With training camp just days away, we were looking for something to write about during this time while awaiting the Cowboys start in Oxnard, California. Well, thanks to Dez Bryant and his family we have more than enough to write about to keep us for the next few days. Unfortunately, he had to slap his mother to get that attention.
The Cowboys are not new to having a misfit on the team, many have graced or rather have disgraced, the uniform and star they wear on their bodies. The earliest days of Cowboy misfits can be traced back to the first season in 1960.
There weren’t names to name as many players went through that first season but those that were there weren’t exactly the cream of the crop. The Cowboys had to pick players that were not wanted from other teams as they missed the NFL Draft that year so they got the unwanted players that other teams didn’t. Many of those didn’t show up to practice half the time or showed to games drunk, according to early day reports from various books and magazines I have read over the last 30 years. Head Coach Tom Landry didn’t have much choice but to tolerate the behavior until he could draft players he wanted of better character.
In the 1970, Dallas drafted Duane Thomas and one year later after a stellar rookie season, he became the first misfit known to the Cowboys. Thomas wanted to renegotiate his original contract with General Manager Tex Schramm, but the GM rebuffed and thus started a season long of silence to his teammates, management, coaches, and the media from Thomas. His behavior was so questionable that he was originally selected as the MVP of Super Bowl VI, but no one knew how he would behave at a banquet setting so the award was passed onto Roger Staubach. In 1972, Thomas was eventually traded and returned by the Patriots, and then traded a season later to the San Diego Chargers. He did attempt a comeback with the team in 1976, but couldn’t make it past the preseason. Being the Cowboy’s first misfit was too hard of an image to shake as his career was not shortened by a physical injury but an injury of stubbornness and pride too big for any football team.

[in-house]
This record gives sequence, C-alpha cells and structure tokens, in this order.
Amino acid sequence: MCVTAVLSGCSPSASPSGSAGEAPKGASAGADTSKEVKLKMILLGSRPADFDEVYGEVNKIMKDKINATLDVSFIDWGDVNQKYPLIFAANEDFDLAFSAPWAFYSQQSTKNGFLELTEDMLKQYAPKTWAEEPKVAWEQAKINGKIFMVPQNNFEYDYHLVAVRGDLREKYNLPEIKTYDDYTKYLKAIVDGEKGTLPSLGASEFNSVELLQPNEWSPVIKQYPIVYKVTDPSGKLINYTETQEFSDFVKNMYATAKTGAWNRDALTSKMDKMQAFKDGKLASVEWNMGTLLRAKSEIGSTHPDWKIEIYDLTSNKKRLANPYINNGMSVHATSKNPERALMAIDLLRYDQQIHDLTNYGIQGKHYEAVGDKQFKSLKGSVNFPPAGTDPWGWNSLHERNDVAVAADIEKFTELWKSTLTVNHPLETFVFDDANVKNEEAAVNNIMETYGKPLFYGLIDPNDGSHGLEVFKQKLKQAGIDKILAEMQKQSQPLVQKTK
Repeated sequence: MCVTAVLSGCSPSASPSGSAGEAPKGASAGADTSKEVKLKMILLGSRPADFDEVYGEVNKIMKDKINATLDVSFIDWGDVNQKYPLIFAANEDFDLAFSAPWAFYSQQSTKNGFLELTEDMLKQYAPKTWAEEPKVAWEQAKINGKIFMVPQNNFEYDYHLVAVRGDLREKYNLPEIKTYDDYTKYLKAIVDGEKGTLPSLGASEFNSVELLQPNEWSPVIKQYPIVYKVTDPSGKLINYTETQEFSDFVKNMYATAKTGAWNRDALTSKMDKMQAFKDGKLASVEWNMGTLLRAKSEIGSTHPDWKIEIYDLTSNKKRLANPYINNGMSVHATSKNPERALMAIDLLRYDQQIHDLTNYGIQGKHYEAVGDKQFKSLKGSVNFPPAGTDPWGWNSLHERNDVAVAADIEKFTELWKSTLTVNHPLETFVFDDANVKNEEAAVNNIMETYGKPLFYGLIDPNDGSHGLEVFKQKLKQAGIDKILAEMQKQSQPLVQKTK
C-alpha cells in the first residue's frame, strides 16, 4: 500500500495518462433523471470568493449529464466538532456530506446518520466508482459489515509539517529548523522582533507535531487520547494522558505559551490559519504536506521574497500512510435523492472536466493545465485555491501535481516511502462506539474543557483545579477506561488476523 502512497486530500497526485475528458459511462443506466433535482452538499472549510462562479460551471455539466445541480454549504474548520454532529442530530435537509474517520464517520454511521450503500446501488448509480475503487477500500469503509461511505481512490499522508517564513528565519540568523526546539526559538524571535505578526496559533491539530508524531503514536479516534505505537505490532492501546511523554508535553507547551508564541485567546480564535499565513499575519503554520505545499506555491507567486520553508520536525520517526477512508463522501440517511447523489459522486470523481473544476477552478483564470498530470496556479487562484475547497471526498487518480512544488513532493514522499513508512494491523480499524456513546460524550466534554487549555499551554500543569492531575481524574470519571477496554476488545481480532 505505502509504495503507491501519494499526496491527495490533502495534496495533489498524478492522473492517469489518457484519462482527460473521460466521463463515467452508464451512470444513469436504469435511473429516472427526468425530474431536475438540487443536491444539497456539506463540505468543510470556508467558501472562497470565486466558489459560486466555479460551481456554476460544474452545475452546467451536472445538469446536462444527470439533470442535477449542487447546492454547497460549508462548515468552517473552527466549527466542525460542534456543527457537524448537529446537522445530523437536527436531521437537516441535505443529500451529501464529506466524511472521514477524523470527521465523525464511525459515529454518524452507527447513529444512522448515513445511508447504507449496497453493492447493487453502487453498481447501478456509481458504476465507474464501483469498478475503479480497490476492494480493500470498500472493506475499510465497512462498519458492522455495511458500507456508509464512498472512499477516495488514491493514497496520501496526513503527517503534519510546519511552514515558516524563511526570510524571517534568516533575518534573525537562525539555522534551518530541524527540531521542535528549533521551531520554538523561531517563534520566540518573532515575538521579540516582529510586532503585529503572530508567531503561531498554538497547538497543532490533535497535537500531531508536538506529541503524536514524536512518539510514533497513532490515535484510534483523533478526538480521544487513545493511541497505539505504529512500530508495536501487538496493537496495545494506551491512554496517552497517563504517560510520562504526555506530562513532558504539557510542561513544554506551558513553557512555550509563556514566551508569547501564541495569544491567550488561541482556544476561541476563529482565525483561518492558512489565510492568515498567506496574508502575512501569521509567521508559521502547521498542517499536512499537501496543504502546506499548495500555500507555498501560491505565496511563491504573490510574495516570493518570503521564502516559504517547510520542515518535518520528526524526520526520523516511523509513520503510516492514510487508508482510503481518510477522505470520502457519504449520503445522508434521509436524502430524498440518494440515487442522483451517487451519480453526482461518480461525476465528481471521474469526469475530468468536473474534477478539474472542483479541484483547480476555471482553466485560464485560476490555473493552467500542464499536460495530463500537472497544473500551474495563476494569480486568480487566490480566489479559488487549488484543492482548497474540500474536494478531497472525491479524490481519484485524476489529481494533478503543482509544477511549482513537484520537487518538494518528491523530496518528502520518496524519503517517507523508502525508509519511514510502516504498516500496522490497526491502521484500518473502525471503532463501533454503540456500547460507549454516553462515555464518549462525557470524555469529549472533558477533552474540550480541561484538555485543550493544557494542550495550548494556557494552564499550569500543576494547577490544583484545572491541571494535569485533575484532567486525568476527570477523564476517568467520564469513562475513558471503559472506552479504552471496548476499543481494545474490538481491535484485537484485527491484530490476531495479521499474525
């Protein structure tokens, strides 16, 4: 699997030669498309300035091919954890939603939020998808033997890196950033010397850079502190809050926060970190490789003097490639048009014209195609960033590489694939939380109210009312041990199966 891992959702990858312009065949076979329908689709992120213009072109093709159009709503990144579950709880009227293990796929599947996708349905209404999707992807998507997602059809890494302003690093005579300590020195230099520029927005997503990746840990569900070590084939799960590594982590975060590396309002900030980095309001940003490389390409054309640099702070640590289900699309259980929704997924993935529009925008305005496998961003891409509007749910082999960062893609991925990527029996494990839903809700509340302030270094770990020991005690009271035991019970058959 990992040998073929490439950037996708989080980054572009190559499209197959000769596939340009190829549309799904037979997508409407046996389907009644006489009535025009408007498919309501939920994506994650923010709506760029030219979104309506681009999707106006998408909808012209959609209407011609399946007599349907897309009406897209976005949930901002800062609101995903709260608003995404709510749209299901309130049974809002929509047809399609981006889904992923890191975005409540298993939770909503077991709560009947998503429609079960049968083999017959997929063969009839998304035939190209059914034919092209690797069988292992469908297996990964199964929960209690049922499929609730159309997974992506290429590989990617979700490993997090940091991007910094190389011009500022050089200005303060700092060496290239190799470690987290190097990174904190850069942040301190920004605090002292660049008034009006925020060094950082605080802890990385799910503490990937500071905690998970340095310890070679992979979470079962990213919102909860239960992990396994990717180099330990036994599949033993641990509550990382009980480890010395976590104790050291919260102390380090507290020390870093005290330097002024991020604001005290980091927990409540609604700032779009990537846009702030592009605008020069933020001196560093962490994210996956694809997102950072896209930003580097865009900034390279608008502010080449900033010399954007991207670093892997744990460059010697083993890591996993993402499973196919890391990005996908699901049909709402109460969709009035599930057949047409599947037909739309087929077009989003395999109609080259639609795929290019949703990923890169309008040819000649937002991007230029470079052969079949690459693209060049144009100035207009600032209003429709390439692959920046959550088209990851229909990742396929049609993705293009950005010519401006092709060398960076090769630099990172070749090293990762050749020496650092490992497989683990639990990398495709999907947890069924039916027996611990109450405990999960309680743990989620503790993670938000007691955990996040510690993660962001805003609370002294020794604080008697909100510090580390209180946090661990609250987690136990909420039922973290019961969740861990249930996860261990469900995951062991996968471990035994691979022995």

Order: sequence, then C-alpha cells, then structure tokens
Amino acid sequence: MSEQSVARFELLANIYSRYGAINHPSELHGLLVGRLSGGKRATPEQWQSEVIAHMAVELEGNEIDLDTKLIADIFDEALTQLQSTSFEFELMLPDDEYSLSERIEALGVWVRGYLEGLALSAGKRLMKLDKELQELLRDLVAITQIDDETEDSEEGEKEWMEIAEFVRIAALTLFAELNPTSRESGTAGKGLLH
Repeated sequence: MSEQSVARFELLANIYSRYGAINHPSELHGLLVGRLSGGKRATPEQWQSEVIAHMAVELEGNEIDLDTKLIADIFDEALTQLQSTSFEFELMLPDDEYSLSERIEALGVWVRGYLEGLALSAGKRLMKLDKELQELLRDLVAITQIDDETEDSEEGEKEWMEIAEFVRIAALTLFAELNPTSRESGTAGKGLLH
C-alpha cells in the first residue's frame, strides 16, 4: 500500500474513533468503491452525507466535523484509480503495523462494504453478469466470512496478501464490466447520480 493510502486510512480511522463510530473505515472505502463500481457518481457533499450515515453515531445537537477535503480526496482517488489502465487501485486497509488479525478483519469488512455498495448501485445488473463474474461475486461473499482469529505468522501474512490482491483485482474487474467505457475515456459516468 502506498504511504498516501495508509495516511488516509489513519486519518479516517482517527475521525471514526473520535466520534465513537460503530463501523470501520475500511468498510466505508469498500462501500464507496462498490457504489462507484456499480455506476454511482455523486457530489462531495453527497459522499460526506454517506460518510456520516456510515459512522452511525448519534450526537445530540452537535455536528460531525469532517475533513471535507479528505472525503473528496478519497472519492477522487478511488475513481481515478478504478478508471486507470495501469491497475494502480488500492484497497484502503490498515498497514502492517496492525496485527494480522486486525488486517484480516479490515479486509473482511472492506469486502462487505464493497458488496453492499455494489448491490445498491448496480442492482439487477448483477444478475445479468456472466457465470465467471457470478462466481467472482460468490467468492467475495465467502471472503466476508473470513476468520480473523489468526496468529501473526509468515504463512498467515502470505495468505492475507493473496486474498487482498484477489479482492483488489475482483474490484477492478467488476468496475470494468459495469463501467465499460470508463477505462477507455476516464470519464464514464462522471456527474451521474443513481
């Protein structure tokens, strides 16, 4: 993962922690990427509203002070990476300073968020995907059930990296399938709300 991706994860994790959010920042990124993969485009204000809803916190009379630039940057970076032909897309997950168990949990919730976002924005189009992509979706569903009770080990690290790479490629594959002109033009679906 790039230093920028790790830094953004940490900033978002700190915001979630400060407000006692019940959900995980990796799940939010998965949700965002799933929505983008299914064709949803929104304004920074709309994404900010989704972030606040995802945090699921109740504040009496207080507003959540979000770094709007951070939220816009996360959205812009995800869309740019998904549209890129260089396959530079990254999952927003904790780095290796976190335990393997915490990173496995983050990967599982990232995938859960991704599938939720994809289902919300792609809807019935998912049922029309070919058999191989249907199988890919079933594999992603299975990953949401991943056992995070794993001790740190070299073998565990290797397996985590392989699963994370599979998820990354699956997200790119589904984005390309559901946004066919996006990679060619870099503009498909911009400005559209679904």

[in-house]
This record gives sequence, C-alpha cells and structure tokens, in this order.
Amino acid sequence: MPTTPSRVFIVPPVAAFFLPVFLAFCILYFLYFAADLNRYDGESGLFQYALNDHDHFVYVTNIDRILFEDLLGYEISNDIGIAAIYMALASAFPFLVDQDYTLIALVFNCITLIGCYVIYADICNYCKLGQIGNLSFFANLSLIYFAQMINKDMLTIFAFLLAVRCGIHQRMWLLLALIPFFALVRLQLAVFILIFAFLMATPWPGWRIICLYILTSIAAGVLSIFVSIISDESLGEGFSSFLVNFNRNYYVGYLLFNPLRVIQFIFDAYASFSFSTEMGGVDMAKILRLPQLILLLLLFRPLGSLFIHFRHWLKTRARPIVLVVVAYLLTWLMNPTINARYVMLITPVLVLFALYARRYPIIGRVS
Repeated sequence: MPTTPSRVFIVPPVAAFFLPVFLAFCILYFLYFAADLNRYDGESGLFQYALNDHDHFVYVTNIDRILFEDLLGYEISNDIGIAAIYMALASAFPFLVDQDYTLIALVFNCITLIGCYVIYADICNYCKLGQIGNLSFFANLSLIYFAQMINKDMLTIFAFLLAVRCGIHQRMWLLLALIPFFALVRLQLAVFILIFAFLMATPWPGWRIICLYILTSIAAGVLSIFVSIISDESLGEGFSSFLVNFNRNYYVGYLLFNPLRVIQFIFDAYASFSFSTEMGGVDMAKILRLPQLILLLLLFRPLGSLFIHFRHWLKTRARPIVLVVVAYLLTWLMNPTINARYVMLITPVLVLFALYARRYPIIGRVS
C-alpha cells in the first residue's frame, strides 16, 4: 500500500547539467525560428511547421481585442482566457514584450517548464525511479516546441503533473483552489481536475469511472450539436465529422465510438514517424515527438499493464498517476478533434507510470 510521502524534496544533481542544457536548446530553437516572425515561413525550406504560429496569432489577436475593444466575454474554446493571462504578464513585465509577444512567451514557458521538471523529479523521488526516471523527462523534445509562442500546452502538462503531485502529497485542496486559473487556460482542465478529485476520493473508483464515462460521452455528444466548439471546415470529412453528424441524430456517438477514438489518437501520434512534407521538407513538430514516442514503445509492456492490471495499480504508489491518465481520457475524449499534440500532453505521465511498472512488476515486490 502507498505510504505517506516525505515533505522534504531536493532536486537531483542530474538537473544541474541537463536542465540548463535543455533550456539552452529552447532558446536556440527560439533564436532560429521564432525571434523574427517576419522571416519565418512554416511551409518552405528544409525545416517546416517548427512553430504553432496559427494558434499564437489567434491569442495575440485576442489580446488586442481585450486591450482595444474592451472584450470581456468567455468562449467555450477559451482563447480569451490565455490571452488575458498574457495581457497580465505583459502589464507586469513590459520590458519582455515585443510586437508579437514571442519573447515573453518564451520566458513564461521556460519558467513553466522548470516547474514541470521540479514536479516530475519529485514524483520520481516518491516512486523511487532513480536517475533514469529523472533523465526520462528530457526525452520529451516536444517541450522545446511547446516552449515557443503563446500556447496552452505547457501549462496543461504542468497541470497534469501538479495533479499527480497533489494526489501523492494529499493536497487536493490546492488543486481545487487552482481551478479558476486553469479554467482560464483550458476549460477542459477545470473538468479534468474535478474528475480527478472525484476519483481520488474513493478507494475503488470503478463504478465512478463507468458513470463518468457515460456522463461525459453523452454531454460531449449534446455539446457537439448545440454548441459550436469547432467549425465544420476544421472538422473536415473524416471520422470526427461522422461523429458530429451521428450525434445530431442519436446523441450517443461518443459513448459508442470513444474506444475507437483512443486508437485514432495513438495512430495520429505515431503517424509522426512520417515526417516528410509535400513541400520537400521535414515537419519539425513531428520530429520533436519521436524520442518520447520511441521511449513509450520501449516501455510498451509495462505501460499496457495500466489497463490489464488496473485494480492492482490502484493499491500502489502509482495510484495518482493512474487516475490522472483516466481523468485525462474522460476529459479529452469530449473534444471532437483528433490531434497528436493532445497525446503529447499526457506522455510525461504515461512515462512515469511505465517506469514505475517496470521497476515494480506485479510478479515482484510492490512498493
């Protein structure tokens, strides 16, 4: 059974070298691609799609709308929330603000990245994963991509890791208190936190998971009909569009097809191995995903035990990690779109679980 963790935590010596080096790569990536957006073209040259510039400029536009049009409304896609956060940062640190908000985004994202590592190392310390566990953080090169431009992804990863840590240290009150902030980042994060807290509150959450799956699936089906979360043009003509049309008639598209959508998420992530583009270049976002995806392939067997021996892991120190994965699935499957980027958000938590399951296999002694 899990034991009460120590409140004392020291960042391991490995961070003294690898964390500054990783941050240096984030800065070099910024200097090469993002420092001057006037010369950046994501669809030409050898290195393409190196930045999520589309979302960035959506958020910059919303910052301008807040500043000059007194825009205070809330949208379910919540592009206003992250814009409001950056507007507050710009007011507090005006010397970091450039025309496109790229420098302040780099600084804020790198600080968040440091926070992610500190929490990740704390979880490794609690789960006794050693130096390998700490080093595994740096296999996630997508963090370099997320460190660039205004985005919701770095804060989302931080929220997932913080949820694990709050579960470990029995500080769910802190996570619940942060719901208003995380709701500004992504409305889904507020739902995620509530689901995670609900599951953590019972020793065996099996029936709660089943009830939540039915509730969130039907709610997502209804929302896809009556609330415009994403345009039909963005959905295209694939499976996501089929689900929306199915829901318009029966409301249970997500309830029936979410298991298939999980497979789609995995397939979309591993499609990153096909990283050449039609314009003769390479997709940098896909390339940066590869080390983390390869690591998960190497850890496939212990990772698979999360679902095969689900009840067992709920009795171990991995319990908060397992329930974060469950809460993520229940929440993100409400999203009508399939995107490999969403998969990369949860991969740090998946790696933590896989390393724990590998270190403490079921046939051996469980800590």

In the 1975 NFL Draft, Dallas selected Thomas Henderson and by 1977, Henderson was a starter for the Cowboys at the Strong side Linebacker position. He was a talented and fast player, but had the love of the night life and as the Cowboys later learned, the self-proclaimed, “Hollywood” Henderson had a drug problem that ultimately ended his playing career. Henderson would come to meetings and sleep, and then blame another teammate for having him out so late. It was rumored that Henderson snorted cocaine during games as well. He was a very vocal and flamboyant player who gave Landry fits. Thankfully he realized he had a problem and Henderson has since cleaned up his life.
The Cowboys didn’t see any more problem players until the Barry Switzer years. Ironically though, it was a player drafted by Landry and played for Jimmy Johnson during his collegiate career. Donning the number 88 jersey, Michael Irvin was suspended for 5 games to begin the 1996 season for his arrest for cocaine possession while playing for former Head Coach Barry Switzer. In 1998, there an incident in which Irvin was accused of cutting a rookie while performing the “Rookie Haircut”. So needless to say, Irvin had problems while playing with the Cowboys. After his career was over, his name continued to be surrounded by controversy.
And now to the current holder of the “Cowboys Misfit” title, Dez Bryant has had problems walking in the North Park Mall as he had his pants sagging to his ankles plus his language was horrible, according to reports. So in 2011, he was banned from the mall. Later on that year, he was sued for jewelry that he had bought but did not pay for. This past weekend, Bryant turned himself in for allegedly slapping his mother during a confrontation.
This past weekend’s events further add to the laundry list of troubles this young man has had. How the events will fold out, we shall see. What really is funny though is that I read an article today stating that Michael Irvin was disappointed in Dez Bryant’s behavior. The last I checked, the saying that goes along with that is something about a pot and kettle. Irvin, in this writer’s opinion has no leg to stand on to say that Bryant has let down the Cowboys. I could write another article on this issue but Bryant has had his problems, but to hear from another trouble maker such as Irvin was it really makes you scratch your head and say, “huh?” At least training camp is coming up soon, so we can focus on more of the Cowboys as a team, rather than just one.